DUBAI, United Arab Emirates—Bahrain’s Prince Khalifa bin Salman Al Khalifa, one of the world’s longest-serving prime ministers who led his island nation’s government for decades and survived the 2011 Arab Spring protests that demanded his ouster over corruption allegations, died on Wednesday. He was 84.
Bahrain’s state-run news agency announced his death, saying he had been receiving treatment at the Mayo Clinic in the United States, without elaborating. The Mayo Clinic declined to comment.
Prince Khalifa’s power and wealth could be seen everywhere in this small nation off the coast of Saudi Arabia that is home to the U.S. Navy’s 5th Fleet. His official portrait hung for decades on walls alongside the country’s ruler. He had his own private island where he met foreign dignitaries, complete with a marina and a park that had peacocks and gazelle roam its grounds.
The prince represented an older style of Gulf leadership, one that granted patronage and favors for support of the Sunni Al Khalifa family. That style would be challenged in the 2011 protests by the island’s Shiite majority and others, who demonstrated against him over long-running corruption allegations surrounding his rule.
Though less powerful and frailer in recent years, his machinations still drew attention in the kingdom as a new generation now jostles for power.
“Khalifa bin Salman represented the old guard in more ways than just age and seniority,” said Kristin Smith Diwan, a senior resident scholar at the Washington-based Arab Gulf States Institute. “He represented an old social understanding rooted in royal privilege and expressed through personal patronage.”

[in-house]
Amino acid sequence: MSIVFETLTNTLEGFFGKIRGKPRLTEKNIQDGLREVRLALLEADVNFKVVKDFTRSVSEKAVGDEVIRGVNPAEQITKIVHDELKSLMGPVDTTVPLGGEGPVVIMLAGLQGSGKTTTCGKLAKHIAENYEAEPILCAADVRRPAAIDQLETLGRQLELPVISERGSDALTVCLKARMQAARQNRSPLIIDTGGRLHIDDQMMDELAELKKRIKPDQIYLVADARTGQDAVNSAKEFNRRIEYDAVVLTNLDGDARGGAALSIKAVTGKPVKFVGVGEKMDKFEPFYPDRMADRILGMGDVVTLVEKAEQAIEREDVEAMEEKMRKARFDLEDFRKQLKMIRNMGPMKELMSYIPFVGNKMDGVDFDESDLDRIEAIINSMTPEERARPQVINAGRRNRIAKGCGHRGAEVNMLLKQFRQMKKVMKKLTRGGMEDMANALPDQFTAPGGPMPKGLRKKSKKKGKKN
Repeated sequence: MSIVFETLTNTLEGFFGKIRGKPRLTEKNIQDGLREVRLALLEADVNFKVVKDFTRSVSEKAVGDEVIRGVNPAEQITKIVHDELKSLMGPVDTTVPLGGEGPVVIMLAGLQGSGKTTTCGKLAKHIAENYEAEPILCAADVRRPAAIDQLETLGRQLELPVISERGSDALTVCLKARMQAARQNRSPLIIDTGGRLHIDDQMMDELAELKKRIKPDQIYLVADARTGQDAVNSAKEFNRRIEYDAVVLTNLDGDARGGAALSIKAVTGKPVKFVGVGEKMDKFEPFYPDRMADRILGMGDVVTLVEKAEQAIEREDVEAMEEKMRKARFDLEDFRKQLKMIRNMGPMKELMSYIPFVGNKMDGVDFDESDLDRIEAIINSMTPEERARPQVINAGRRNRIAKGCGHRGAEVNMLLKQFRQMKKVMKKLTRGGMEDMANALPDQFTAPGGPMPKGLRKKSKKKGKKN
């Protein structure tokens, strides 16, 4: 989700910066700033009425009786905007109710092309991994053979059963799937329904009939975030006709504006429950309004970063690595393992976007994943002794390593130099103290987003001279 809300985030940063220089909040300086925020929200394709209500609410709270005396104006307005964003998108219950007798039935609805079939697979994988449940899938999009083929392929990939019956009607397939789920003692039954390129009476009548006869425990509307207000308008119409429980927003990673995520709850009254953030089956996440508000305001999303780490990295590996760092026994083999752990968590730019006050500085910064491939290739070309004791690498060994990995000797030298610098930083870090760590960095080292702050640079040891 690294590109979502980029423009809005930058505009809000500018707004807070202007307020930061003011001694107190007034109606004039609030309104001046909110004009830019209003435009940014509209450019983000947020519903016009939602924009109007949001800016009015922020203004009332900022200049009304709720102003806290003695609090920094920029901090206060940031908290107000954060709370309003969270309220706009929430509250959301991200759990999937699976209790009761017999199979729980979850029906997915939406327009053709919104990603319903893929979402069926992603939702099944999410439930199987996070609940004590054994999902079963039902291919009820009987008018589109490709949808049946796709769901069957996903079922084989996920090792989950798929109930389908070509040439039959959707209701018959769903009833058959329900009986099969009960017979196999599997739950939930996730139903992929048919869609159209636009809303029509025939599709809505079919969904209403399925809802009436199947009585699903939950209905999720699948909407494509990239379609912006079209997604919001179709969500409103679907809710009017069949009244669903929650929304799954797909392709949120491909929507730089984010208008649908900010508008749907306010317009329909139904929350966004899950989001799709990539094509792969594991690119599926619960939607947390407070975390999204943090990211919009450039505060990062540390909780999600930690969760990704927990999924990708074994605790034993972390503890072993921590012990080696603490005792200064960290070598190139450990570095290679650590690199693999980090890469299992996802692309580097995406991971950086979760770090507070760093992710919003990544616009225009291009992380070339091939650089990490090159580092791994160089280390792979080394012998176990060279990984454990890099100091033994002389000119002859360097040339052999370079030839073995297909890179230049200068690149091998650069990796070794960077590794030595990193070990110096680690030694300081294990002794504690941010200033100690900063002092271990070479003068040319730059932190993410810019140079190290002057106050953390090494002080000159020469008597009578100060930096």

Bahrain’s Royal Court announced a week of official mourning, with a burial coming after the return of his body. State television aired a recitation of Quranic verses, showing a black-and-white image of the prince.
Late on Wednesday, authorities announced Crown Prince Salman bin Hamad Al Khalifa would lead the Council of Ministers, typically the job of the island’s prime minister. The succession process however wasn’t immediately clear as Prince Khalifa’s death means the country would get only its second premier since its 1971 independence.
Prince Khalifa’s influence waned as he faced unexplained health problems. He was admitted to hospital in November 2015 but was later released. He also traveled to southeast Asia for medical appointments. In late November 2019, he traveled to Germany for undisclosed medical treatments, remaining there for months.
In September, a U.S. Air Force C-17 flying hospital flew from Germany to Rochester, Minnesota, following by a royal Bahraini aircraft. While U.S. and Bahraini officials declined to comment on the flights, it came just after America offered the same care to Kuwait’s ruling emir just before his death.
Prince Khalifa was married and has three surviving children, sons Ali and Salman and daughter Lulwa. Another son, Mohammed, died previously.
By Jon Gambrell